There are a good many sports an individual could pursue. There are those that pay great dividends if you are among the chosen, while others simply make us feel good about ourselves.
Right away I should remove golf from the list. I say this because my relationship with the sport is yet undefined. In order to feel good about the game you need a favorable inclination of play. My rendition of the game is far from any I have witnessed, and my futile attempts have left few opportunities to feel good. I may as well be clubbing gophers and chasing squirrels.
Fishing is a different matter altogether. Some say you don't have to be good, you just have to be lucky. However, I have difficulty relating the expense and study of the sport to be indicative of favor. To presume the majority of anglers rely on luck is absurd, given their devotion of time and circumstance.
If you choose to make fishing a part of your life, be forewarned: it will be an endeavor far from absolute. Fishing is an imprecise undertaking at best. Better defined, it is an optimistic approach to persuade a lesser vertebrate to appreciate the efforts of another by reward. The scene is forecast as a reality of failure. But somehow these often fumbled and awkward attempts blend together and a fisherman is born.
Fishing is a moment of time where cherished hopes and optimism are well received and balance is better appreciated.
April marks the start of fishing season for many anglers. Much of the cold has passed, winds are a bit more cooperative, and the occasional shower serves to invigorate our attitudes.
The rise in temperatures has many gamefish moving. Trout have returned to the shallows to take refuge among the grass and shell rakes, spottail are beginning to school more abundantly and move into flats and shallows in search of small crab or unsuspecting baitfish. Croaker and spot are starting to cruise coves and inlets over muddy bottom where shrimp and minnows are plentiful. This same area of bottom will shoulder large flounder waiting in ambush for their next meal to drift into range. Sheepshead have become more active and are more selective in their diet, now preferring fiddler crab for their spring menu. Whiting are eagerly taking cuts of shrimp and are targeted for lazy days from pier and shoreline.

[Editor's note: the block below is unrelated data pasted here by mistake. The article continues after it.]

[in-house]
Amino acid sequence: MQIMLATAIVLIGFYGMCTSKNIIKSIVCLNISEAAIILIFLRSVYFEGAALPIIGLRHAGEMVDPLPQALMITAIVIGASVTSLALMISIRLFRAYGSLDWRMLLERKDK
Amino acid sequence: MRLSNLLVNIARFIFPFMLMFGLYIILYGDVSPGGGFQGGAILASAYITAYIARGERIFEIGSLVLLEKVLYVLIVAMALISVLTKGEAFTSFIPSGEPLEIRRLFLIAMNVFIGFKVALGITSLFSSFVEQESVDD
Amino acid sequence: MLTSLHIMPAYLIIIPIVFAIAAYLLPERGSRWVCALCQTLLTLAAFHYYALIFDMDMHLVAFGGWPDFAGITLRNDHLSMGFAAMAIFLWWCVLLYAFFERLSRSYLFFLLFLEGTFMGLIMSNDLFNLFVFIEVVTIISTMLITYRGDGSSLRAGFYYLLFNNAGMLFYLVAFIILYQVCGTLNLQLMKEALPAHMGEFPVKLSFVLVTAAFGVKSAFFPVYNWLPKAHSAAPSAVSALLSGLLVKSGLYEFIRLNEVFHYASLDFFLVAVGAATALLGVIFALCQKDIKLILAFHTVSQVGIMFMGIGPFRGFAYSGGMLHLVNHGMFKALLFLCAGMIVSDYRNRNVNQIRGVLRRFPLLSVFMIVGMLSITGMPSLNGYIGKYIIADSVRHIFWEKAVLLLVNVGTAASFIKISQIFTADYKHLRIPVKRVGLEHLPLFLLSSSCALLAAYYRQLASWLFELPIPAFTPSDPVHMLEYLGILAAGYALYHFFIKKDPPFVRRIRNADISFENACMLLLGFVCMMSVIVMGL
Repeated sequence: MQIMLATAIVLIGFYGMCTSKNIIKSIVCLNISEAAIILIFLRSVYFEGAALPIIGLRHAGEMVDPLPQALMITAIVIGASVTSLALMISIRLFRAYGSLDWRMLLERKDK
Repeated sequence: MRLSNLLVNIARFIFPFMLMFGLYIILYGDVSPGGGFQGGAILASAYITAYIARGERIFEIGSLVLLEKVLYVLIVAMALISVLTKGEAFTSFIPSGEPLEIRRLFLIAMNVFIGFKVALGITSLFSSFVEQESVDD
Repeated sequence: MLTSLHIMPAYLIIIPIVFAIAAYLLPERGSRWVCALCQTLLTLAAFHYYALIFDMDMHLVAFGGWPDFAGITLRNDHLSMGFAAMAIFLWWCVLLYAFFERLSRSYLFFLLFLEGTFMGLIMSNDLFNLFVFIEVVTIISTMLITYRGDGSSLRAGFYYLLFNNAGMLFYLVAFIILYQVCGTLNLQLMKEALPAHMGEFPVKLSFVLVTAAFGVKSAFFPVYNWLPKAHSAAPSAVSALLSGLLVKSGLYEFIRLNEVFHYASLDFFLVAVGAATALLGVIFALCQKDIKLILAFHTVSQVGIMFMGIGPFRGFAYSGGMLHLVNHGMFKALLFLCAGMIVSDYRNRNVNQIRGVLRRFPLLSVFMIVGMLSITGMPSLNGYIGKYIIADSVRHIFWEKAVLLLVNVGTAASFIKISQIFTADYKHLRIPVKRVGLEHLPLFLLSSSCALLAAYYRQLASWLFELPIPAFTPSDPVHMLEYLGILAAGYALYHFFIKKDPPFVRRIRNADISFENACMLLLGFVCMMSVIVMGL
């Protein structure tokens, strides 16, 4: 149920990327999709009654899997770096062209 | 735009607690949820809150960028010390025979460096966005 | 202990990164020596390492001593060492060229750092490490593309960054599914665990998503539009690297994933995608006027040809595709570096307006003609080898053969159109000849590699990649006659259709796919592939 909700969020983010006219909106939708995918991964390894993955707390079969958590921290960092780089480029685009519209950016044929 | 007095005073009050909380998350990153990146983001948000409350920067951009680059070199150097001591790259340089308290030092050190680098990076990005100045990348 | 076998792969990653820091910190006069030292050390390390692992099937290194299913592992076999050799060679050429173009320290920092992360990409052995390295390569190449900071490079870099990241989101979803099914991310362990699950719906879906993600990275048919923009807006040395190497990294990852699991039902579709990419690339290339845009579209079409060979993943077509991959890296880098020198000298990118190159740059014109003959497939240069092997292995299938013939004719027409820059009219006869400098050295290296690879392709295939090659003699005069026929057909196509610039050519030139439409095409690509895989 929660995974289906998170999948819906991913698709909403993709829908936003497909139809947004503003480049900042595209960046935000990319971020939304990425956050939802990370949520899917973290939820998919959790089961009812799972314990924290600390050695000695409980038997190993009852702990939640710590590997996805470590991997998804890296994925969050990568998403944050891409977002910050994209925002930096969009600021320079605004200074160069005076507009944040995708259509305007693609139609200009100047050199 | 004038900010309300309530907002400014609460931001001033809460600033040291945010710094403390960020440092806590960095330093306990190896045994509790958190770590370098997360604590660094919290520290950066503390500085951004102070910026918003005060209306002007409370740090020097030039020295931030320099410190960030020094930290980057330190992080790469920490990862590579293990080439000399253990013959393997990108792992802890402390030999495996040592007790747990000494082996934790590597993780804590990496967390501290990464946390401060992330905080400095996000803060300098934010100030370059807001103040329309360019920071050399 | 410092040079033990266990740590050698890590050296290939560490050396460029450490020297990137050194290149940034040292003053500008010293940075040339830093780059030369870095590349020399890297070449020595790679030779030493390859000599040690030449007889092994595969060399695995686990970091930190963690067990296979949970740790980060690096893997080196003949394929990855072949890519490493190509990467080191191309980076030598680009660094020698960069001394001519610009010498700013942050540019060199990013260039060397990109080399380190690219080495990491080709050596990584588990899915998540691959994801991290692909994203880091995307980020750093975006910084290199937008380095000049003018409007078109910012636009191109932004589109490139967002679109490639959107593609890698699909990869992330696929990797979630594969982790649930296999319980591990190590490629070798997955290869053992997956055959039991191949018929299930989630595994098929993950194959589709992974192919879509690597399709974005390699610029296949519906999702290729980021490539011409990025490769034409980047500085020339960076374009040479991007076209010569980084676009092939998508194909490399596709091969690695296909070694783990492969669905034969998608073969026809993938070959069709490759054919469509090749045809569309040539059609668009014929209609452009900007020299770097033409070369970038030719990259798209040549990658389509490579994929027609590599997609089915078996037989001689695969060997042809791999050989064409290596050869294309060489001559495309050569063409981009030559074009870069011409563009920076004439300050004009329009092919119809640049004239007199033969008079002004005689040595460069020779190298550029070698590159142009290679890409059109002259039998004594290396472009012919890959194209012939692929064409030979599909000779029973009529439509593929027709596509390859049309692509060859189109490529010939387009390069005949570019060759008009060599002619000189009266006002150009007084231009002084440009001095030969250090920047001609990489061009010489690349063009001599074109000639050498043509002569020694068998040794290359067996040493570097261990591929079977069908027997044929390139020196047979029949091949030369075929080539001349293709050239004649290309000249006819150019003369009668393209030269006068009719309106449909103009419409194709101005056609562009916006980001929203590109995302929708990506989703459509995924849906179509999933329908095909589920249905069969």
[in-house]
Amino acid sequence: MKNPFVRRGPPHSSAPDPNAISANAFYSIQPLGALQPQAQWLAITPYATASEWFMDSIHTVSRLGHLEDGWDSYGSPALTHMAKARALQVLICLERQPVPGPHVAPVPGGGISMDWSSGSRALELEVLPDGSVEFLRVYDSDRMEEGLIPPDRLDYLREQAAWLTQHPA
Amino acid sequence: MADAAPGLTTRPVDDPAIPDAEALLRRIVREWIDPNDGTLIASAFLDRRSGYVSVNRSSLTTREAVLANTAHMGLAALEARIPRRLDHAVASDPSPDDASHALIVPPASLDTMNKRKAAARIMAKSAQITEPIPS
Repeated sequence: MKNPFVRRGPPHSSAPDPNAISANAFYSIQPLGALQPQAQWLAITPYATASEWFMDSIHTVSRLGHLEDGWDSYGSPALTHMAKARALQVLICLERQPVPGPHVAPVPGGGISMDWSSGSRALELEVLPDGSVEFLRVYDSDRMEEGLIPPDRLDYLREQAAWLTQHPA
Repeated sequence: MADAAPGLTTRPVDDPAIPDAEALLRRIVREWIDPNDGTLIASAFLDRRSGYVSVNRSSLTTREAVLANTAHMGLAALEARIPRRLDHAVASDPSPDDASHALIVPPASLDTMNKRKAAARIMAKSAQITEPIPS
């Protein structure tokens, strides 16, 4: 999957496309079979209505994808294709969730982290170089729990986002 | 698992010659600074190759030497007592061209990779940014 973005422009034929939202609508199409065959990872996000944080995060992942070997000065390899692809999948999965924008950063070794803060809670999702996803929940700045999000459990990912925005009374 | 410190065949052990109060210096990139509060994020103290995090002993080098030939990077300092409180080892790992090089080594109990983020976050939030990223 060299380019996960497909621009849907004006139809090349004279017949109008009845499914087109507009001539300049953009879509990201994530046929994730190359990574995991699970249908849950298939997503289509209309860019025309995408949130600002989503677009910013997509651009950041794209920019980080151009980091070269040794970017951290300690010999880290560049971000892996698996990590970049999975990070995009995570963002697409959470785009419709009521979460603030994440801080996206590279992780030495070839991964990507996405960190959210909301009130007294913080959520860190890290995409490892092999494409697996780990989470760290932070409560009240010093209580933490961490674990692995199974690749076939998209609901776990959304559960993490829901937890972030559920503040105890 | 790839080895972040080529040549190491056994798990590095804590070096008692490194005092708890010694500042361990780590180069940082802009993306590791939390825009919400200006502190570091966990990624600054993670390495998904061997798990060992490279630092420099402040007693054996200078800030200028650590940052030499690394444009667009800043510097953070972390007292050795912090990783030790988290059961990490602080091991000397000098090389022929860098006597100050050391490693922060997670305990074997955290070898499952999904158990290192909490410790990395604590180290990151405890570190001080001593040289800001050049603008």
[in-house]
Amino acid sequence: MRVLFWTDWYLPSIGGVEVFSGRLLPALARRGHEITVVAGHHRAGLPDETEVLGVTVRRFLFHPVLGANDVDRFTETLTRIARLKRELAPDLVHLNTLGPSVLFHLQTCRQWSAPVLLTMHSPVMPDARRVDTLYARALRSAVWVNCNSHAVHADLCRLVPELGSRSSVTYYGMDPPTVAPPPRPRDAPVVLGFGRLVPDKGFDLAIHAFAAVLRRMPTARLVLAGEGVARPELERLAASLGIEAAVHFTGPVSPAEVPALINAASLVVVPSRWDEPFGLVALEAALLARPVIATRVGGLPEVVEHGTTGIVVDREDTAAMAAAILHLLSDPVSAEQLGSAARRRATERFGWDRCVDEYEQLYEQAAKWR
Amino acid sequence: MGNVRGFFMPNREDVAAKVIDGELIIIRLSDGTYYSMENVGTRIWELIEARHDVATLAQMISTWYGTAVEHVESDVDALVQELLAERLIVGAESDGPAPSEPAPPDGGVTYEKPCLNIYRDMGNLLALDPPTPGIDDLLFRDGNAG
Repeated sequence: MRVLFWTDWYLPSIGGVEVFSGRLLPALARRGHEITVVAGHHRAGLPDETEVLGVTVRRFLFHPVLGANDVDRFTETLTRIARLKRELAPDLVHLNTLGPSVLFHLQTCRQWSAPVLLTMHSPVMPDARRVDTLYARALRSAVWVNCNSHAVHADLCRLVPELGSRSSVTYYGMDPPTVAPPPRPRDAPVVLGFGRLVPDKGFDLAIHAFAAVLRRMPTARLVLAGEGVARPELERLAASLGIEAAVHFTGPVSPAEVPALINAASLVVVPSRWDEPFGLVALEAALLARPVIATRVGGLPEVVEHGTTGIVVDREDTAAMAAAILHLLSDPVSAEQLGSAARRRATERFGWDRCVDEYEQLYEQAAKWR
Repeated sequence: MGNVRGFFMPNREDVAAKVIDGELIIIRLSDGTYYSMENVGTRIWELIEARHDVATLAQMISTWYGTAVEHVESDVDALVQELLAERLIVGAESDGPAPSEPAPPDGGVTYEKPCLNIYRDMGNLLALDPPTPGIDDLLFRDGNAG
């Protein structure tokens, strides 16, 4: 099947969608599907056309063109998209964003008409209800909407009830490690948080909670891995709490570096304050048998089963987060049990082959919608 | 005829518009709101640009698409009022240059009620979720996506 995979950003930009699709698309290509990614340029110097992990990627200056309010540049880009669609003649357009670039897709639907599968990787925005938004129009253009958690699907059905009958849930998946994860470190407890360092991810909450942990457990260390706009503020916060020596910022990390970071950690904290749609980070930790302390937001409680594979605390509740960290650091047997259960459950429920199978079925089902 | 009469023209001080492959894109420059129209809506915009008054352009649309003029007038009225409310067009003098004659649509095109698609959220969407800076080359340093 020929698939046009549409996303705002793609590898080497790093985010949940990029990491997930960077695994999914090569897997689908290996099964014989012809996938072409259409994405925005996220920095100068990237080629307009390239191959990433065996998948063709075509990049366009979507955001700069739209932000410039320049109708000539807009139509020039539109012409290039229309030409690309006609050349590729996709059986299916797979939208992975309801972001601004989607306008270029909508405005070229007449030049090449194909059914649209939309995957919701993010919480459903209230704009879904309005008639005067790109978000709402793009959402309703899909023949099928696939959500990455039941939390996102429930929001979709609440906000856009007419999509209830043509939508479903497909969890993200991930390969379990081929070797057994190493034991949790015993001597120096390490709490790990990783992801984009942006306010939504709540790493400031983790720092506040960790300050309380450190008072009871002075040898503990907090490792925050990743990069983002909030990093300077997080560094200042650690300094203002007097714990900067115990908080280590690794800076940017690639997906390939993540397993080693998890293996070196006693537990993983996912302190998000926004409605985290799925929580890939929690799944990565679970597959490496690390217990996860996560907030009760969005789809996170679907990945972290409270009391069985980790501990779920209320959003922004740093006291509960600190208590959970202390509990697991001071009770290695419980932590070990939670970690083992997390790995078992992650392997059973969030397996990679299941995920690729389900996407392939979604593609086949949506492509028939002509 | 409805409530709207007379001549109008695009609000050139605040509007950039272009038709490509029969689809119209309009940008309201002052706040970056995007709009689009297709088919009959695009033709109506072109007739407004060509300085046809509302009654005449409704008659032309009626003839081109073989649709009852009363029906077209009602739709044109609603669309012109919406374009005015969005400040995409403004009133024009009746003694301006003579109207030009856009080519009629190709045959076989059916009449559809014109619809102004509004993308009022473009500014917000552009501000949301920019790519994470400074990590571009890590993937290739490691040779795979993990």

Patience is required only for the die-hard cobia enthusiasts who anticipate their inshore migration. The season may mean a compromise for some. Cobia have not shown themselves at the outer buoys and things may be a bit slower than normal.
Offshore activity will get a boost whenever news of trolling activity echoes at the dock. The larger boats will begin early and return late, while tag-alongs will pair up to ensure the route is accurate.
Offshore game fish will follow routes long ago established and will seek refuge among wrecks and structures. The pecking order is best described as first-come, first-served but generally the largest fish in the group calls the shots.
Almost all area waters will be dotted with drifts of baitfish, which may harbor that next big catch or a possible trophy. All the while, bottom-fishing will alternate from aching arms, sore muscles and painful backs, yet the hurt is welcomed. There will be a narrow window for many trips to bluewater. Big-boat fishermen know the odds and are often well compensated for their efforts.
Most gamefish that are forced to move will return once things settle down, so stick close. Don't be quick on the throttle; Save your fuel and be patient. Large gamefish are territorial. If forced from one area, they will seek safe refuge.
While other anglers are searching, your patience may return better dividends.